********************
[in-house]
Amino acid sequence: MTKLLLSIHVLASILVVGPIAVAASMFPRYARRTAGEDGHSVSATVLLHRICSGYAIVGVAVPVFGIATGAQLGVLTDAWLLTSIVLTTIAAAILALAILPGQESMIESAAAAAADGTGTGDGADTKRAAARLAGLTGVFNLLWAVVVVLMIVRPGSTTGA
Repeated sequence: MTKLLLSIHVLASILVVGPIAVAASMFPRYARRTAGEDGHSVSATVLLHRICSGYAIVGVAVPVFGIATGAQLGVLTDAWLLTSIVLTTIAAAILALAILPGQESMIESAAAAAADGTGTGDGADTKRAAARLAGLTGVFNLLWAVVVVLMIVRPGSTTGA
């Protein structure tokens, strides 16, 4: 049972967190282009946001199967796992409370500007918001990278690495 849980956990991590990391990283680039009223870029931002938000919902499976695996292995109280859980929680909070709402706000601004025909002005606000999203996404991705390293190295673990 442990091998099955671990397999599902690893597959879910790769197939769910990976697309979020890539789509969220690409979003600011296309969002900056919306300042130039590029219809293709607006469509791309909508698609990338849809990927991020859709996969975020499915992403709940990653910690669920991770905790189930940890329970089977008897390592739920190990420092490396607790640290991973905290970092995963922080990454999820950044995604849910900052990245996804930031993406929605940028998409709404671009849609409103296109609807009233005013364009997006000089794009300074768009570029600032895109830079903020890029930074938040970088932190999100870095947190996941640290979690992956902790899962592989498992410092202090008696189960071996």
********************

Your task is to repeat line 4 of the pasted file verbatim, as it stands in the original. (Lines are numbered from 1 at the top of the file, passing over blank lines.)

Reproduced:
């Protein structure tokens, strides 16, 4: 049972967190282009946001199967796992409370500007918001990278690495 849980956990991590990391990283680039009223870029931002938000919902499976695996292995109280859980929680909070709402706000601004025909002005606000999203996404991705390293190295673990 442990091998099955671990397999599902690893597959879910790769197939769910990976697309979020890539789509969220690409979003600011296309969002900056919306300042130039590029219809293709607006469509791309909508698609990338849809990927991020859709996969975020499915992403709940990653910690669920991770905790189930940890329970089977008897390592739920190990420092490396607790640290991973905290970092995963922080990454999820950044995604849910900052990245996804930031993406929605940028998409709404671009849609409103296109609807009233005013364009997006000089794009300074768009570029600032895109830079903020890029930074938040970088932190999100870095947190996941640290979690992956902790899962592989498992410092202090008696189960071996």